12. Skylark by Patricia MacLachlan (Kids)

Sequel to Sarah, Plain and Tall. Delightful and an easy read. Perfect for the lazy days leading toward our Spring Break.

13. The Making of a Leader by Robert Clinton

This is my third time through this book and read it while in transit to Baton Rouge and finished it during my “rest time” at Becky’s on Saturday (gotta’ have that closure). This is my favorite book on leadership. His early growth was with the Navigators, and he has missions experience. He is also committed to personal ministry as opposed to just being a distant leader. So, I just identify with his stories and principles. I always get something out of this book when I read it. Discussing it with the women in my class.

14. The Adventures of Tom Sawyer by Mark Twain (Tape with Kids)

This is an abridged, dramatization version on tape. We listened to the first half on the way up to the airport and the second half on the way back from the airport when I went to Louisiana. It was a great adaptation. This is the second book we have listened to by this drama company. So, many of the actors were the same. Now, my dh is reading the unabridged version from my grandmother’s copy of The Family Mark Twain published in 1935. It is a precious reminder of my grandmother’s commitment to fine literature and how it “skipped” a generation with my dad (Popular Mechanics was his reading of choice being an engineer.), but her fantastic books are being read once again by her great-grandchildren. So cool. Love Mark Twain. His humor is right up my husband and children’s alley.

15. Abba’s Child: The Cry of the Heart for Intimate Belonging by Brennan Manning

This was my book on the travel back home after Louisiana. It was read by a woman I was counseling with, and she raved about it. It had quite the impact on her life. So, I have always wanted to read it. What is so interesting is he talks about New Orleans because this is where he is living at present. That was sort of cool being that I had just taken off from there! The book didn’t bowl me over like it has others, but I suppose it is because I have been convinced of my belovedness with God for many years and pretty comfortable in my skin. So, I didn’t need the words to convince me of it, but I know that this is a struggle for SO many women I have relationships with. So, I can see why it is such a precious book to so many and will suggest it to some of them.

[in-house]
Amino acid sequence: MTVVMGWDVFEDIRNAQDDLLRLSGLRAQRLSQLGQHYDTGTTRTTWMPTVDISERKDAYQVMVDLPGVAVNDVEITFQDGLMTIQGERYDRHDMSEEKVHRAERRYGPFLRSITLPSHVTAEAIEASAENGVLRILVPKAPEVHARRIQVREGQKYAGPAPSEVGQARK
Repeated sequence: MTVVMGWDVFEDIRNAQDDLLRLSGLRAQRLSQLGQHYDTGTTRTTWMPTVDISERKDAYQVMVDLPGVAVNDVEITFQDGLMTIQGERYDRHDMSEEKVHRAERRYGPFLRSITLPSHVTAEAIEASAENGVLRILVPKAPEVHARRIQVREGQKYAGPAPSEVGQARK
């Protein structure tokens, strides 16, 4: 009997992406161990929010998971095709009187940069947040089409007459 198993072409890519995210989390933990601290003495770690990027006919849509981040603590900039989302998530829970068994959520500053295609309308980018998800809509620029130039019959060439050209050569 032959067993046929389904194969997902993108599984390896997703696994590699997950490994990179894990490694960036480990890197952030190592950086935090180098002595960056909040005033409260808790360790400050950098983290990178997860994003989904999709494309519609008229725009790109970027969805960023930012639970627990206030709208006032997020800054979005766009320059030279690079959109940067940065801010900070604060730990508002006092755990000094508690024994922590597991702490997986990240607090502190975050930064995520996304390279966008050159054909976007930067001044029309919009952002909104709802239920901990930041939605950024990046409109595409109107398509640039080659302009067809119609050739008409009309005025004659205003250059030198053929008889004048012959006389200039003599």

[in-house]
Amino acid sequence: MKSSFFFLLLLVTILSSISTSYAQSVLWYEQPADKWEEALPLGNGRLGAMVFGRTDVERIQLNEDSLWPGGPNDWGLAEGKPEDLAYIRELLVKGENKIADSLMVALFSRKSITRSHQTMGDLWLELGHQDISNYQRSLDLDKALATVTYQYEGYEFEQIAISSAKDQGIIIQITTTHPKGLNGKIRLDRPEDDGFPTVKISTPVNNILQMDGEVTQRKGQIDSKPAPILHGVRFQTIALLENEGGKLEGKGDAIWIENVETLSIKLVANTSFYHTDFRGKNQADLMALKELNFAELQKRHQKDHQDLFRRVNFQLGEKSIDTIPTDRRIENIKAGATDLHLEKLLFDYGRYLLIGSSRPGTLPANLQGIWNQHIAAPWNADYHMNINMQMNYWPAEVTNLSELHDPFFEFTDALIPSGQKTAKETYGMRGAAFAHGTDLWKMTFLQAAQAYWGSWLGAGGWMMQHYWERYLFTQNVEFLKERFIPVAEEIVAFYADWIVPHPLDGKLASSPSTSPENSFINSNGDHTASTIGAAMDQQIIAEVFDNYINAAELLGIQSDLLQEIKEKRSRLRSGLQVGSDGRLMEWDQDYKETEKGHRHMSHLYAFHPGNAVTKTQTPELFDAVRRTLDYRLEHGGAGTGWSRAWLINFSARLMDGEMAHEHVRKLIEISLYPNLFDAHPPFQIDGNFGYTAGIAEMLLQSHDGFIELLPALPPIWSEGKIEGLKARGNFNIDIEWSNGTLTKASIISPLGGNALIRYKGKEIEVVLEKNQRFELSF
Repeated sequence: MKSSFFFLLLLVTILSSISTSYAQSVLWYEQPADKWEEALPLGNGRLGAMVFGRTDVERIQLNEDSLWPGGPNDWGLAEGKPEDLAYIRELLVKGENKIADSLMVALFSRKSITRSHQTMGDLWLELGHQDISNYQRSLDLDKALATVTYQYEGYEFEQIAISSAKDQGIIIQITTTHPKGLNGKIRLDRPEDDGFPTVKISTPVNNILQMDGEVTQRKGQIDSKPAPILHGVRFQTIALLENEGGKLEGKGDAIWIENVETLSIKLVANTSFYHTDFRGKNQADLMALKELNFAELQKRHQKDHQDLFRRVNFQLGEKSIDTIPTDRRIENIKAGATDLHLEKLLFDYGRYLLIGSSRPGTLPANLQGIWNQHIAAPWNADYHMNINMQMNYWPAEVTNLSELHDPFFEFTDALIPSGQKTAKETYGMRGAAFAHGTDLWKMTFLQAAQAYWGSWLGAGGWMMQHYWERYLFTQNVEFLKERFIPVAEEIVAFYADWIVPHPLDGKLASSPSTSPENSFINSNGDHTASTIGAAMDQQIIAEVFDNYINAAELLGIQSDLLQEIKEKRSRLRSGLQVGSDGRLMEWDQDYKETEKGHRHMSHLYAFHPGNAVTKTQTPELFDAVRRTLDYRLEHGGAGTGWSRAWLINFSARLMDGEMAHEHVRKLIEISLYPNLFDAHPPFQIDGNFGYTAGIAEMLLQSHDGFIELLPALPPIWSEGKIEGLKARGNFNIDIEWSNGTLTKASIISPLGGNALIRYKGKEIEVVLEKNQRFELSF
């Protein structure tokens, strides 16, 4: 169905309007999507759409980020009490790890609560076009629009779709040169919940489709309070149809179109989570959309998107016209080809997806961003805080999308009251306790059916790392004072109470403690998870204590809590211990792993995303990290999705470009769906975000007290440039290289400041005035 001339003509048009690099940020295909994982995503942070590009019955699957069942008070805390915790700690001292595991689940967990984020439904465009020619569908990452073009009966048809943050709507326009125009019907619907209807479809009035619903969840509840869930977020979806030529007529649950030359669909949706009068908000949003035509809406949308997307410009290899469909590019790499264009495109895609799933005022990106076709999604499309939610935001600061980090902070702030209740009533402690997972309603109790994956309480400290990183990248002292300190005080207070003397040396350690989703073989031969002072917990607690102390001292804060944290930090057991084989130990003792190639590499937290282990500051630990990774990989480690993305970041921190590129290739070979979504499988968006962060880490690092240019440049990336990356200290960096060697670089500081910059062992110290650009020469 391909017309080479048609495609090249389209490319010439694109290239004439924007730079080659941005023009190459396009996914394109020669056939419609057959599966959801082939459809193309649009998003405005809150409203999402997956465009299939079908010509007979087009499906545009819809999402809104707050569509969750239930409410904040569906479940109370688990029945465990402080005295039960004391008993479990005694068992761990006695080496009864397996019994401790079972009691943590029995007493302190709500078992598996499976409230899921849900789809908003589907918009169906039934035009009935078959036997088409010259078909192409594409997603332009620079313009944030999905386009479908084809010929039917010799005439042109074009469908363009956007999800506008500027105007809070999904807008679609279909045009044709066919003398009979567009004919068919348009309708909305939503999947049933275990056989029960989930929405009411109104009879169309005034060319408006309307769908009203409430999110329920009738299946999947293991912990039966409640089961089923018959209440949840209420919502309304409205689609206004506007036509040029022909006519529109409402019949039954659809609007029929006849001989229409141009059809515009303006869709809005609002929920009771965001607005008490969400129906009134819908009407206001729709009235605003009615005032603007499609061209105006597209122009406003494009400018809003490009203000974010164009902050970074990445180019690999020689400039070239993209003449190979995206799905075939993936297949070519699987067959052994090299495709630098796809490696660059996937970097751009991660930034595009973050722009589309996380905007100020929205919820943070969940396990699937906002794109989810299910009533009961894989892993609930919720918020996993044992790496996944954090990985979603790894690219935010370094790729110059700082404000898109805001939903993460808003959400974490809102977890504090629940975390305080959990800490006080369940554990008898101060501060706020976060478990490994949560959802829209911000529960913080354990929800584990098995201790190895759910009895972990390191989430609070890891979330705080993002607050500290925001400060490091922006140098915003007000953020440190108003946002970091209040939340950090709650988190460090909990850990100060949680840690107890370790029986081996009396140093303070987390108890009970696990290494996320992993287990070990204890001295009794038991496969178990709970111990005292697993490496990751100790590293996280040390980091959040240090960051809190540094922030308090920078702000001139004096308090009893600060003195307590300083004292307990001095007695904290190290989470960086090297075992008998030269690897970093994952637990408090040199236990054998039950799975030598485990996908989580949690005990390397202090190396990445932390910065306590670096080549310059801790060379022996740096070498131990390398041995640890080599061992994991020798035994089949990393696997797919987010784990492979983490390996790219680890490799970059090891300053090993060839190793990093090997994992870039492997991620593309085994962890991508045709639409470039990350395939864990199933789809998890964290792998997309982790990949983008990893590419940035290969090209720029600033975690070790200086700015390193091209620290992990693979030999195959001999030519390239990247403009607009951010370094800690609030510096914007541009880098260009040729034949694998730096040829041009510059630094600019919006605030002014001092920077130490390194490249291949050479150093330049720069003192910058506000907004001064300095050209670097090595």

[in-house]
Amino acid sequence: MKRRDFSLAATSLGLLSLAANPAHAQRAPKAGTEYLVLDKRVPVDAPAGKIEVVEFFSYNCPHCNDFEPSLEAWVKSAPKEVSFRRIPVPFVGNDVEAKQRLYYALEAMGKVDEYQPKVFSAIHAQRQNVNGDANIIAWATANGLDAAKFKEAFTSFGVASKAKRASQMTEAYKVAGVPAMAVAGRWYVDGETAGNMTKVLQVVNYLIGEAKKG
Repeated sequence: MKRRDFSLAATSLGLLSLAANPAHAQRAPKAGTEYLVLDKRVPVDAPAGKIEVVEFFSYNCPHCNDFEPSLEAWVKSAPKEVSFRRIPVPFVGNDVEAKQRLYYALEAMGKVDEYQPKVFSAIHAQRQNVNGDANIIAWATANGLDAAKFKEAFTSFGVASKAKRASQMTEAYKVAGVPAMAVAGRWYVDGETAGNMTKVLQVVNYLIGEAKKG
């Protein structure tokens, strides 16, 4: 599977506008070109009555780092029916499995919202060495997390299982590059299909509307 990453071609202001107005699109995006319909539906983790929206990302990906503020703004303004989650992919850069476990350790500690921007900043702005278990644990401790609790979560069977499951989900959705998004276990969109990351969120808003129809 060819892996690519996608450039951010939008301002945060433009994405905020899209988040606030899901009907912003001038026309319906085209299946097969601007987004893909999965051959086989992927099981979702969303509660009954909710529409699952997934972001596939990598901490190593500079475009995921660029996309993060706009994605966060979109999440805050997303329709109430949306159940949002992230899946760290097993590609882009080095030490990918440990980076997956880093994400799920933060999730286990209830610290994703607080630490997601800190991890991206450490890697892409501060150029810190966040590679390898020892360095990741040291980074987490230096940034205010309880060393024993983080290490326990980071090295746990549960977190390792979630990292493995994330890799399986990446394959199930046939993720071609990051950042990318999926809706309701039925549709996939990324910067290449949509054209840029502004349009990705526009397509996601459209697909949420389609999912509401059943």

* The Twenty-One Balloons by William Pene du Bois (Dh & Kids) Read-aloud to the kids. Paul just spent a good part of the morning explaining the whole story (He couldn’t talk to me for four days and is making up for lost time). They both loved it, but of course, Paul is more verbal about telling me that. J


16. The Road from Coorain by Jill Ker Conway

A TWEM autobiography about a woman who grows up on a sheep ranch in New South Wales, Australia. I found it fascinating and engaging, and it really helped me understand an acquaintance at my church who was also raised on a sheep farm in Australia. Light bulbs went on all over the place as I read this book. For that reason alone, it was valuable.

17. A Prayer for Owen Meany by John Irving

I can’t decide whether I liked this book or not. It was incredibly long and detailed. I think it was too detailed, but it had such an unusual plot. Still can’t decide how I feel about this book. It is the most unusual book that I have read this year. Too many uses of the “F” word though. L

18. Little House in the Big Woods by Laura Ingalls Wilder

First time reading this or should I say listening to it. My kids really enjoyed it, but we will probably wait until the summer to read the whole series. It was good to finally hear it though after feeling like I was the last person in the world to ever read it.

19. 90 Minutes in Heaven by Don Piper

My girlfriend read this and loved this, but only one chapter was about heaven and the rest was about his recovery. So, I was a little bit disappointed. L I believe heaven is real though, and I love how his visit changed his perspective on life forever.

20. The Story of the USA: America Becomes a Giant by Franklin Escher, Jr. (Kids)

Our third in the series, we like this and love the questions at the end of each chapter to reinforce our learning.